Inventor James Dyson on learning to fail

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Inventor James Dyson on learning to fail

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Think:Act Magazine
Центральная Европа
28 декабря 2016 г.

The advantages of trail-and-error in product development

Interview

by Henrik Bork

In the case of the first ever bagless vacuum cleaner, Sir James Dyson tried and failed many times before he got his idea right. His perseverance paid off – today, his company sells $2 billion worth of products worldwide.

What was your best failure?

One of my biggest successes came from repeated failures. During a chance visit to a local sawmill, I noticed how the sawdust was removed from the air by large industrial cyclones. At the time, I was frustrated by my Hoover and its inability to pick up dust. I wanted to apply the cyclone concept on a smaller scale to a vacuum cleaner. I went home to create a prototype and applied a cardboard cyclone to separate dust in my vacuum cleaner. And that was the start of my journey. I made another 5,127 prototypes before I was satisfied with the first bagless cyclonic vacuum.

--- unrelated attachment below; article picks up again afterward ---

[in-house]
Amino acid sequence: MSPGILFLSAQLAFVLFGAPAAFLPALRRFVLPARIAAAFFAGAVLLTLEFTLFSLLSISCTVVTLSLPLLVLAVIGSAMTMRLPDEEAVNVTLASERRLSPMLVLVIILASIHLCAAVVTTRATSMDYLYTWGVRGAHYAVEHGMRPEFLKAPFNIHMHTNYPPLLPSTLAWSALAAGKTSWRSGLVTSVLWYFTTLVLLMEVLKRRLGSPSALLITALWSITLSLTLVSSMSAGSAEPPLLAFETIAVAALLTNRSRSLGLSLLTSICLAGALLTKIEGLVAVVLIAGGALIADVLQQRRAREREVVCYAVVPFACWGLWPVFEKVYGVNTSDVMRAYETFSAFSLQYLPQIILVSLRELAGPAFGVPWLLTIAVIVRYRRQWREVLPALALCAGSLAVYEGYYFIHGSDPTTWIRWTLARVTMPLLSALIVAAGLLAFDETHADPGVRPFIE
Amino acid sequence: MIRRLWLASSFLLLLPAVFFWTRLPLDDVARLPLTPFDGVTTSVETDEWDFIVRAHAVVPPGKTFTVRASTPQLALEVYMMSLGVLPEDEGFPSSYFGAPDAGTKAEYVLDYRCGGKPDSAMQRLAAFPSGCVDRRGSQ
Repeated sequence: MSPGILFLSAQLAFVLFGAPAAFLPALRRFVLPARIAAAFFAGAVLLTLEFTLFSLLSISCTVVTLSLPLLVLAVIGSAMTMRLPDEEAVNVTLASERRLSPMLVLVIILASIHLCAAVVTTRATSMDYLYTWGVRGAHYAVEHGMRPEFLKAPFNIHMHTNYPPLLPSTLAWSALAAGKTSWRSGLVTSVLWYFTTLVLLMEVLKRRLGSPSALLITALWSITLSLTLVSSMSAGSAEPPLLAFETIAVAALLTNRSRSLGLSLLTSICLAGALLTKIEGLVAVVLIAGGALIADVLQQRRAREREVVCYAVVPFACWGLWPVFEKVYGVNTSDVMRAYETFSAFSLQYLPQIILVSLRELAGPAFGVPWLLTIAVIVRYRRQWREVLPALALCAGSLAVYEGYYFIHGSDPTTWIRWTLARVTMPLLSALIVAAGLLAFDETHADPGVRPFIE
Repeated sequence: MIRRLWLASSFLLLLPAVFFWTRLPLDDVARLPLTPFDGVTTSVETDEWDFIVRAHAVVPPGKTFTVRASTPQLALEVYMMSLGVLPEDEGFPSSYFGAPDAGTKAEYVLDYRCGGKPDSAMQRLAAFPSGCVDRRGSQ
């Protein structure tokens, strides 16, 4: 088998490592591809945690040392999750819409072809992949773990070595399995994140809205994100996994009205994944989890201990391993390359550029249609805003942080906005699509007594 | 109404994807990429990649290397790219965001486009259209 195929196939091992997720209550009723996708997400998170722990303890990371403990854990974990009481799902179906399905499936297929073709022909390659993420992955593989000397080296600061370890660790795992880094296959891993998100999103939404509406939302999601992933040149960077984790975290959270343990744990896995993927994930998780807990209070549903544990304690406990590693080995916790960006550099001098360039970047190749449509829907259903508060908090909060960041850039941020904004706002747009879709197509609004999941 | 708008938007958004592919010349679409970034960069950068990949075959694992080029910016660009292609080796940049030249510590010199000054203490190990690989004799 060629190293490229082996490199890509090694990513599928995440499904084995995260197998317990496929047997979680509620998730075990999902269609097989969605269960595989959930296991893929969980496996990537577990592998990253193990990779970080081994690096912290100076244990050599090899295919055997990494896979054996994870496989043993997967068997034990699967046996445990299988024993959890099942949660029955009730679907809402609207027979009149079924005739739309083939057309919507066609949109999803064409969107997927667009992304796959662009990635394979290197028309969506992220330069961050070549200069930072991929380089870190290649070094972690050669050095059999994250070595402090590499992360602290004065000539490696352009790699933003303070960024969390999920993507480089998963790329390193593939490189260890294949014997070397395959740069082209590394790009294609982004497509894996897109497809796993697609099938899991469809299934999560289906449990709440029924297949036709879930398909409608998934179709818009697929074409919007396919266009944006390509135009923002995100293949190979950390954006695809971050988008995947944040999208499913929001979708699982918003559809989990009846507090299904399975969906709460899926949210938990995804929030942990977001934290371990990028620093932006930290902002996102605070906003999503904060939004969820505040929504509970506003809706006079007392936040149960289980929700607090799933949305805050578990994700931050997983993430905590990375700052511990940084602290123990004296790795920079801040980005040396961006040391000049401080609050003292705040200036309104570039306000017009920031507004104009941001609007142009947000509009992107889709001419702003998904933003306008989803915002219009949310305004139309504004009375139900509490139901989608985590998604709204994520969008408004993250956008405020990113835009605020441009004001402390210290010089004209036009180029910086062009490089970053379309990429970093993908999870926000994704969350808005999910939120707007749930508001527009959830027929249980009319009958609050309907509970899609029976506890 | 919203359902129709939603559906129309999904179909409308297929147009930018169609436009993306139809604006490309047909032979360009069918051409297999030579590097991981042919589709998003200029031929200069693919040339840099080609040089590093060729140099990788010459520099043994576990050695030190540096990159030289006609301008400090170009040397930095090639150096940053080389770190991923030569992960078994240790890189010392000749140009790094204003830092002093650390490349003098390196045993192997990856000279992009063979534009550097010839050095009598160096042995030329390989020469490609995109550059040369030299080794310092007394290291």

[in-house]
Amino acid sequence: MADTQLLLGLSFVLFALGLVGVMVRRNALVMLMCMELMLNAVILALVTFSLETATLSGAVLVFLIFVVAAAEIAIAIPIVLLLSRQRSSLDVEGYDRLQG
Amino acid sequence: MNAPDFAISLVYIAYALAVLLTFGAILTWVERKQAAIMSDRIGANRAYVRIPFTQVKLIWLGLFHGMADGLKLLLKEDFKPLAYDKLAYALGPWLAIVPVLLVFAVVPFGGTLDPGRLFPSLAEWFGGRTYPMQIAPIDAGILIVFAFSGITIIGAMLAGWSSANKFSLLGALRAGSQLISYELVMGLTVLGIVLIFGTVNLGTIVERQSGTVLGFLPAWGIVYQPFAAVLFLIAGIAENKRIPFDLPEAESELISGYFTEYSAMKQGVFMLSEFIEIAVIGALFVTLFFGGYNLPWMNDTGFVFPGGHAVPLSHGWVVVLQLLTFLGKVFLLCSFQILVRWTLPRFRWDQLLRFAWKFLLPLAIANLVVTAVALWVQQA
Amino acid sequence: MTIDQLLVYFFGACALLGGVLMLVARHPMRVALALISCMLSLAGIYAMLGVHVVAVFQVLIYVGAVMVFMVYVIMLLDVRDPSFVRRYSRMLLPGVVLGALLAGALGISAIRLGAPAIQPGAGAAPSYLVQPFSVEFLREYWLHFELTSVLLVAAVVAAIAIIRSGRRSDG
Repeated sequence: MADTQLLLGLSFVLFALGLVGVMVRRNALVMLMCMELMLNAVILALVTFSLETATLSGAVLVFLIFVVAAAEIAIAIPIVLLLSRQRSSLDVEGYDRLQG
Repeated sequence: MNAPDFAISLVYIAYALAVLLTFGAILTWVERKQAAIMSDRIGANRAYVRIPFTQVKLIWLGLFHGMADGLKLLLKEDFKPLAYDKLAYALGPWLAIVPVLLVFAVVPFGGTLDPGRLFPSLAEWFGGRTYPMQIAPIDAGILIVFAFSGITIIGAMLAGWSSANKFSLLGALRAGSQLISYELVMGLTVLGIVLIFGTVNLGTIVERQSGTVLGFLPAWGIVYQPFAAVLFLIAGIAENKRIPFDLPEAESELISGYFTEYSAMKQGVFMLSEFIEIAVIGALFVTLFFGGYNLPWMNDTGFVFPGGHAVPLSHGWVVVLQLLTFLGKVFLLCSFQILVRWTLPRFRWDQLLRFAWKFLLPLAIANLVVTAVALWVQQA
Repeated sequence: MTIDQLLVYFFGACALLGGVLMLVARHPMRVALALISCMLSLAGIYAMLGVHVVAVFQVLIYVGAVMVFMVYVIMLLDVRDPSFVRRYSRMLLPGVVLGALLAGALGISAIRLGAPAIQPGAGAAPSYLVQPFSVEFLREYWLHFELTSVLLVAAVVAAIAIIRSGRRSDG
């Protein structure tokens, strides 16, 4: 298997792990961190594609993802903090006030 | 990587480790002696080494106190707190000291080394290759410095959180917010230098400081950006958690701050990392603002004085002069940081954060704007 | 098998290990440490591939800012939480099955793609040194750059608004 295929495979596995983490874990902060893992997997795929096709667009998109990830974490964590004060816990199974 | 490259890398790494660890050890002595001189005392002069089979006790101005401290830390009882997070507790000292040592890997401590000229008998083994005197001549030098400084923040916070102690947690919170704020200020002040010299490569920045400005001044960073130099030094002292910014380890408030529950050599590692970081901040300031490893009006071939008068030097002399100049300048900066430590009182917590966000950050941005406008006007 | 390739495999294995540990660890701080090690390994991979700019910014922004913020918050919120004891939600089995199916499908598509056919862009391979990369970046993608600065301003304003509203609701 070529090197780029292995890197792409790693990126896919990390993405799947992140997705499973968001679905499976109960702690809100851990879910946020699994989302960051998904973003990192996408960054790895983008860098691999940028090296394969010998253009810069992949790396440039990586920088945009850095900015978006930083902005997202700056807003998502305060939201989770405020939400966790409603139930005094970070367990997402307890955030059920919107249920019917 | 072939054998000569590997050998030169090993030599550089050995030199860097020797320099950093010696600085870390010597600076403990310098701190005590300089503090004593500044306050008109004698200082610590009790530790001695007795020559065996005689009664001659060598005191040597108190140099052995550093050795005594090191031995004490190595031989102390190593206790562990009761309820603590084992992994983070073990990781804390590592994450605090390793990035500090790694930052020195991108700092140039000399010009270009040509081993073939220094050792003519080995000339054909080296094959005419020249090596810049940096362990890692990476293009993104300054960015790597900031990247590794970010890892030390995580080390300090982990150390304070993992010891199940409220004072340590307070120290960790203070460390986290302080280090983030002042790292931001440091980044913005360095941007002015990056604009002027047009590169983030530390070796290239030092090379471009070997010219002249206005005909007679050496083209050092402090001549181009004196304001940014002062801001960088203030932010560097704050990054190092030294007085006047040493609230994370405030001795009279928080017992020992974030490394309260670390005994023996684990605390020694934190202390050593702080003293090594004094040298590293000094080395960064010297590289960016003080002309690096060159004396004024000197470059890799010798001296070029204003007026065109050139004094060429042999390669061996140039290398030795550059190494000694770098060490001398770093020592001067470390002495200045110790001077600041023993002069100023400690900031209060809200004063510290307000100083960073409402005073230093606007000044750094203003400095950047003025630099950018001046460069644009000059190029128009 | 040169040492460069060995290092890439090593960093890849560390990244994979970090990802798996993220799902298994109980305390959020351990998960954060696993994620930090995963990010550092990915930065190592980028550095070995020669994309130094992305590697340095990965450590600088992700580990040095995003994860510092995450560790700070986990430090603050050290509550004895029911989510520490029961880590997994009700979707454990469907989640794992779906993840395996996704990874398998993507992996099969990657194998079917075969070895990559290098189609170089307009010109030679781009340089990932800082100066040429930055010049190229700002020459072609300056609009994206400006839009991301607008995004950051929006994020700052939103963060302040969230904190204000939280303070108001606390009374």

Sir James Dyson

Legendary inventor Sir James Dyson is Founder, Chairman and Chief Engineer of Dyson, the company that designs well-known household appliances such as bagless vacuum cleaners and bladeless fans. Now present in over 75 countries worldwide, the company has grown from one man and one idea to a global technology company with over 3,000 engineers.

What is your attitude to failure today?

One of the greatest risks I’ve taken was when I decided to make my own digital motor. Seventeen years ago, I was hugely dissatisfied by motor technology. They were bulky and inefficient. I decided to pull a team of engineers together to find a better solution and it’s what sits at the heart of most of our technology today. We’ve invested over £250 million ($312 million) in these motors and we make them on automated manufacturing lines. Their potential is hugely exciting.

How do you encourage others to make the best of failure?

My belief is that you should learn to fail. And fail often. Failure is the biggest driver of success and I encourage everyone at Dyson to do it. Risk is good and I encourage my engineers to make bold decisions.

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